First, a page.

Over the years, I have worked nights, weekends, and holidays at the newspaper, and Kathleen has worked days and weekends at the church. In recent years, on the few days off we have in common, we have taken to sharing a bottle of prosecco or a couple of Manhattans on the front porch, talking quietly about the day and watching the sun go down.
Now, as we are isolated by the coronavirus pandemic, those late afternoons have taken on a new flavor.
Our children are isolated and our constant concern. Kathleen's parents are isolated at their retirement home and also our concern. Our other relatives are our concern. And though we take precautions, staying at home generally and going out with the masks Kathleen has sewn for us, we know the hazards. it's quite possible that either of us will contract the ccoronavirus. It's possible that we will not display any symptoms and it will all be over. It's possible that one of us will develop symptoms and be dead within five days with lungs full of fluid.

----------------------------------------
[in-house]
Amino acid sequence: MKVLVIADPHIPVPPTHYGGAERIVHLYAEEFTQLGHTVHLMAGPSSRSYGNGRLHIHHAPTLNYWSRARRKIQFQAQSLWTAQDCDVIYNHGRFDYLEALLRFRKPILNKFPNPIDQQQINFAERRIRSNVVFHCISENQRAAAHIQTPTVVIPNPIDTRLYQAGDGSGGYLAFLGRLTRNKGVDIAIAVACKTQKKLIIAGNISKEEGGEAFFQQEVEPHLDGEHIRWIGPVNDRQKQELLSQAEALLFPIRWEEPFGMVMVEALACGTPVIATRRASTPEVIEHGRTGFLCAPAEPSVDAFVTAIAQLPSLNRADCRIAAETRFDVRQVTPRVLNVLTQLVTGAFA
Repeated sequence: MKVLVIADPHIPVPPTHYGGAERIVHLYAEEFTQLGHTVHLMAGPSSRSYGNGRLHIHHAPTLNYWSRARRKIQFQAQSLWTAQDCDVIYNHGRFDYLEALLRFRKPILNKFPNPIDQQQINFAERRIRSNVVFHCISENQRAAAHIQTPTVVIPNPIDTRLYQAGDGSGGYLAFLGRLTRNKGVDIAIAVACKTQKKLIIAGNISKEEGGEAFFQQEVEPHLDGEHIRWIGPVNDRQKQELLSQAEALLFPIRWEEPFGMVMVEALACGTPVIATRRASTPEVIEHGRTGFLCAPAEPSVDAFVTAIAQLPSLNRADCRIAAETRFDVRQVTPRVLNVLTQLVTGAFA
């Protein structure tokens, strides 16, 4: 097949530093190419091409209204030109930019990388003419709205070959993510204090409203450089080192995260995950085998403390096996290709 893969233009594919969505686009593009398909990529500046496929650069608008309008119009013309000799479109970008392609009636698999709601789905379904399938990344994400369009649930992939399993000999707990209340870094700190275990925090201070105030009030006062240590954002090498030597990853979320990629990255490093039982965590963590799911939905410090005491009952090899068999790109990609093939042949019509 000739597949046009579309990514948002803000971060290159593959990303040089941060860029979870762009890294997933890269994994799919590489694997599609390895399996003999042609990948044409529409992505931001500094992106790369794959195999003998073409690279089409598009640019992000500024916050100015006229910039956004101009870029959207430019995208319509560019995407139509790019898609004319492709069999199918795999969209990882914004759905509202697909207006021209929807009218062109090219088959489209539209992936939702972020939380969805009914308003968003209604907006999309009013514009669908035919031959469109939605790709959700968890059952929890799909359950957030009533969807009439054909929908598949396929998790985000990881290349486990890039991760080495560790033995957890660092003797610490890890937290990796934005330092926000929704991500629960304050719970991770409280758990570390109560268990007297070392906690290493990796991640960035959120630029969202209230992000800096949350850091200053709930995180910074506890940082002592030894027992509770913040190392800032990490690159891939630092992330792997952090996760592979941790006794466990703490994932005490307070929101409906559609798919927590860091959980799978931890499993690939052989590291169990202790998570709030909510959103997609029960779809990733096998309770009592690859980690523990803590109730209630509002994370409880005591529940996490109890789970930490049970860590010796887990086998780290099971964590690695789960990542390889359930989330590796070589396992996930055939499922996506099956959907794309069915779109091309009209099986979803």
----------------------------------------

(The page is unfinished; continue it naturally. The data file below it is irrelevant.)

We know how many have suffered already.
That makes those evenings on the porch, which I mark with posts and photos on Facebook and Twitter, not a display of our indulgences, but a gesture of defiance.
In the face of this terrible threat, we will celebrate our time together, enjoy our company with the marks of domestic routines and the celebration of commonplace shared pleasures, shared with our community of friends and acquaintances.
This is what we have. This is what we can do.